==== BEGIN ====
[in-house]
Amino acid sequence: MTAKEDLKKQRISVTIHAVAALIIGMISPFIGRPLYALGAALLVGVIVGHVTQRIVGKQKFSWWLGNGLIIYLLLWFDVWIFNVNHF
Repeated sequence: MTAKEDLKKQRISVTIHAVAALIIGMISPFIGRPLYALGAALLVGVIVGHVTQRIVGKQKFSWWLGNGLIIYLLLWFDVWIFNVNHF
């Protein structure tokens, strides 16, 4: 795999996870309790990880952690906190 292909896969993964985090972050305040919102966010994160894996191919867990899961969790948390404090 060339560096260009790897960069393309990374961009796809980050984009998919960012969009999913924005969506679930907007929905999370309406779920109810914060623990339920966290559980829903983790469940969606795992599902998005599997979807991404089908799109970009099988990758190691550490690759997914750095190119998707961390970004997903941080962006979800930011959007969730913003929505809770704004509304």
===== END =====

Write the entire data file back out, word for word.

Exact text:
[in-house]
Amino acid sequence: MTAKEDLKKQRISVTIHAVAALIIGMISPFIGRPLYALGAALLVGVIVGHVTQRIVGKQKFSWWLGNGLIIYLLLWFDVWIFNVNHF
Repeated sequence: MTAKEDLKKQRISVTIHAVAALIIGMISPFIGRPLYALGAALLVGVIVGHVTQRIVGKQKFSWWLGNGLIIYLLLWFDVWIFNVNHF
């Protein structure tokens, strides 16, 4: 795999996870309790990880952690906190 292909896969993964985090972050305040919102966010994160894996191919867990899961969790948390404090 060339560096260009790897960069393309990374961009796809980050984009998919960012969009999913924005969506679930907007929905999370309406779920109810914060623990339920966290559980829903983790469940969606795992599902998005599997979807991404089908799109970009099988990758190691550490690759997914750095190119998707961390970004997903941080962006979800930011959007969730913003929505809770704004509304």